This organizing ability seems to have been chronic with Mary. When she helped with Grandma Hussey’s store as a youth on Nantucket, she no doubt learned how to keep a store orderly and its accounts orderly. She was always proud of her achievements in the store in later life, so she was probably proud of them back then, too. She did not just live in the store though. She lived in the simple but gracious home of Grandma Hussey who was a Quaker from one of the oldest and most notable Quaker families of the era, when the men made their living whaling, and women had little businesses, often selling their own private overstocks and imported things while the men were away.
I am fairly sure that Grandma Hussey was orderly and organized herself, and her home ran smoothly under her direction, with the work of her daughter and grand daughter, the two Phoebes, and Mary. I am sure it was immaculate and orderly. Mary apparently learned many skills like putting up preserves and making simple wines. She probably also learned cooking and sewing. She was able to work professionally as a high end seamstress or tailor before she married. She may have even met her first husband at the tailor shop, but that is another story.
I have wondered where Mary lived after she left Nantucket and before she married. No one else has said much,but she must have lived in some kind of boarding house for unmarried, working women who had no convenient family to live with. (Or she lived with family she did not mention elsewhere) I am sure she knew exactly what was entailed in running a boarding house before she married a wealthy man who helped the UGRR and she ran his house and went on slave stealing junkets with him as part of his cover, until his death, years later. She actually had all the skills needed to run an elegant home or boarding establishment before her first husband died.
To return to her arrival in San Francisco, the history goes that she was hired from the dock where she landed, where several gentlemen wanted to hire her to cook for them. and had a bidding war. I am sure her second husband, JJ Pleasants, a river boat chef himself, had bragged about his wife to people who ate his cooking. This makes me think he learned to cook before he arrived in SF. As he had been a foreman to her first husband previously, it seems a pretty good guess that Mary trained him to cook so he could get good employment in SF where he moved in about 1850 to scout out possibilities for the UGRR. He may not have even been one of the first people she trained either.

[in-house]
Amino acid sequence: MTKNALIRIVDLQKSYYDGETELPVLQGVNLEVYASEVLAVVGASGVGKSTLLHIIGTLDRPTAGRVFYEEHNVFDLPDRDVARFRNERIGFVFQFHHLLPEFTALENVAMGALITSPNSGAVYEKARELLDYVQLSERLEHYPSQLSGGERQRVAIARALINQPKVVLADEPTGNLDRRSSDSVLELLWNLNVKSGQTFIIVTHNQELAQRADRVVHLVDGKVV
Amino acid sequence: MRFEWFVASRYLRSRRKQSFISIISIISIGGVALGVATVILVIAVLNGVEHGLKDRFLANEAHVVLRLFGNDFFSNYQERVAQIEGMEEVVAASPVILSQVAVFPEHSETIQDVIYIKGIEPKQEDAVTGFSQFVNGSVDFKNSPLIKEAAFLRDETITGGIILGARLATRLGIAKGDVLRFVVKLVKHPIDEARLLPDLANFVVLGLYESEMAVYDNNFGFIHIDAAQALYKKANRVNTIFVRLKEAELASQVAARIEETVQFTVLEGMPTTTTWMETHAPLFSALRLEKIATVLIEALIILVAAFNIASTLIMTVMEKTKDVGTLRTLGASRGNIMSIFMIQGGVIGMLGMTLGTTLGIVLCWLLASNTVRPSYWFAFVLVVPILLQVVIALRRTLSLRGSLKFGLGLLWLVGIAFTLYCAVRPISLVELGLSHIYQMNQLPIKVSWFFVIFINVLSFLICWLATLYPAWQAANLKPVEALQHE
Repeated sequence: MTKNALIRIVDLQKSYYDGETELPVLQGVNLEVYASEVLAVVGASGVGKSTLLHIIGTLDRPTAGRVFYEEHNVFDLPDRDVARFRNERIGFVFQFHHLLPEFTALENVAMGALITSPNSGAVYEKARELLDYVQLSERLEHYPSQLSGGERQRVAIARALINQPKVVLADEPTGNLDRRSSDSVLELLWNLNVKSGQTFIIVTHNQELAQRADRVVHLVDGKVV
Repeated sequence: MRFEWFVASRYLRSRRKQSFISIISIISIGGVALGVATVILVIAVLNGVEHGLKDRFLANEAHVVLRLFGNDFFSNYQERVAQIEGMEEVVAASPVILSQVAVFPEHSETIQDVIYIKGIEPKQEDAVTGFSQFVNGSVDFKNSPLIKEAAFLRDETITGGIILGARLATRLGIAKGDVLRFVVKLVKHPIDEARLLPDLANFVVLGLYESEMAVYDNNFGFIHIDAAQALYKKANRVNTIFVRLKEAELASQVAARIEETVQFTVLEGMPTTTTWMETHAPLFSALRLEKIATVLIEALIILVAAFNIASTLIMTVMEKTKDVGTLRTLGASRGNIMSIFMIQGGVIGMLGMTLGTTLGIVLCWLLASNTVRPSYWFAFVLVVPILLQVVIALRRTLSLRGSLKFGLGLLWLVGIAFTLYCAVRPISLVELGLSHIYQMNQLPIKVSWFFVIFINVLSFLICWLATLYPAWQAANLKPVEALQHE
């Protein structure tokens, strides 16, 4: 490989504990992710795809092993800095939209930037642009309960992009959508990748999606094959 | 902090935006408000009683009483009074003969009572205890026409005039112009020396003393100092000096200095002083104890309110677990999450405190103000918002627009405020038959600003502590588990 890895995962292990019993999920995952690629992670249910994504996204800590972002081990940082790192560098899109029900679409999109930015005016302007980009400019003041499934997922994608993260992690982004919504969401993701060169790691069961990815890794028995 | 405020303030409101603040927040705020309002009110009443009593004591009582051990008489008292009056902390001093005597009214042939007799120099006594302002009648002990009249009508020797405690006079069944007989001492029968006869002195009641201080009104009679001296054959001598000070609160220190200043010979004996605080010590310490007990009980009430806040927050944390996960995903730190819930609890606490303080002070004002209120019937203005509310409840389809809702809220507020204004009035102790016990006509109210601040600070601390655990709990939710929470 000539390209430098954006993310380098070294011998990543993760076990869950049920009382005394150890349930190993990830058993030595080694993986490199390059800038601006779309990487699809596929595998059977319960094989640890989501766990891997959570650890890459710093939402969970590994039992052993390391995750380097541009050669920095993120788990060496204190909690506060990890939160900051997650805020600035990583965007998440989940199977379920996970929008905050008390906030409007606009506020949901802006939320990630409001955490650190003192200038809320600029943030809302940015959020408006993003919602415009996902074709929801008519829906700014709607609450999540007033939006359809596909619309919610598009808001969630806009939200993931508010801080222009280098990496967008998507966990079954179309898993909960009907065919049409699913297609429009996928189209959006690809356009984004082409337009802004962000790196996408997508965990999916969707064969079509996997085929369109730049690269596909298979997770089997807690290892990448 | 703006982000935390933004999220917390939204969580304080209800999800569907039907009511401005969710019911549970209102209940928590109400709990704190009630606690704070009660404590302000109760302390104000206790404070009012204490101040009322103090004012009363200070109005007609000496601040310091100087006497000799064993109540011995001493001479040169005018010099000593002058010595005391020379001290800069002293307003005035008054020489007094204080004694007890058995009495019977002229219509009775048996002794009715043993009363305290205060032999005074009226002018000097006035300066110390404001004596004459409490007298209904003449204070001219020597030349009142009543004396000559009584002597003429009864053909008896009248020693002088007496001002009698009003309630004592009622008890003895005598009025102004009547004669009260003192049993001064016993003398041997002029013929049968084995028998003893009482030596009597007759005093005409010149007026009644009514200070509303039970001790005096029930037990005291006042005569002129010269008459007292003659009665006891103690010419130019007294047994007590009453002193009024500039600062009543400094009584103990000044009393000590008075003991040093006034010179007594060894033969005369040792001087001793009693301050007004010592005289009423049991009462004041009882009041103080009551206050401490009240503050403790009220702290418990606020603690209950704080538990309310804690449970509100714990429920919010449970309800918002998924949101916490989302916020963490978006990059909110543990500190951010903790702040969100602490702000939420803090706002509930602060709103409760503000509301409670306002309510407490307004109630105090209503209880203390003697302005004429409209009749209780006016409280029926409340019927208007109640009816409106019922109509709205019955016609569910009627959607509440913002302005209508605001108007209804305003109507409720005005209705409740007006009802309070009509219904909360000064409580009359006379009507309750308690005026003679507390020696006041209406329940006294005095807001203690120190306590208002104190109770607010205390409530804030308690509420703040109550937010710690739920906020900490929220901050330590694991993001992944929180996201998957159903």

So, right there on the dock, or shortly thereafter, if the legend was exaggerated, Mary became the highest paid cook in Yerba Buena, now being called San Francisco. She was at an establishment that attracted the most up and coming men who found many ways to end up with a lot of the gold on its way out of the area, lining their pockets before it left. Of course they had the latest financial gossip, all of which Mary grasped perfectly and saw where she could take this “gold mine”of moneymaking opportunities.
Once in SF, Mary soon had a crew that ran the boarding house to her exacting standards. This crew was made up of recently arriving former slaves, many of them fugitives from the UGRR. Mary’s kitchen became the hub of employment and placements almost from the beginning. Her very first kitchen started churning out well trained servants ready to be employed by the emerging upper crust. As Mary was already legendary as a household manager, her employees were sought after. Of course all they ever owed to Mary was to keep her up on the doings of the household, especially when things were out of order in some way, or about the owner’s financial secrets.
Mary, with her developed sense of opulence, was soon decorating the establishments where she was employed. She also decorated the occasional house of one of her businessmen friends. I think she loved to furnish rooms and whole houses and it was maybe her favorite sideline business, ever. That means she was always finding seamstresses and tailors to assemble her artful palettes. And training them up as well. It could be said she was quite bossy, but her productions were always first class and to exacting standards.
Mary’s style was to delegate authority to properly trained people, so she rarely had to cook, or sew, herself, except to impart advanced details. Her strength was, as always, organization. She sat atop a hierarchical organization that was a bit like an army but it covered almost every personal need a person or family might have. She was strong on corporate training, so people could rise in their professions, and did.
Although Mary worked at several establishments over the years before she opened her own boarding house, her kitchens were always the center of enterprise for the colored population of SF. That did not change when she opened 920 Washington St, the most opulent boarding house in the city with the best food and service to be had in the world.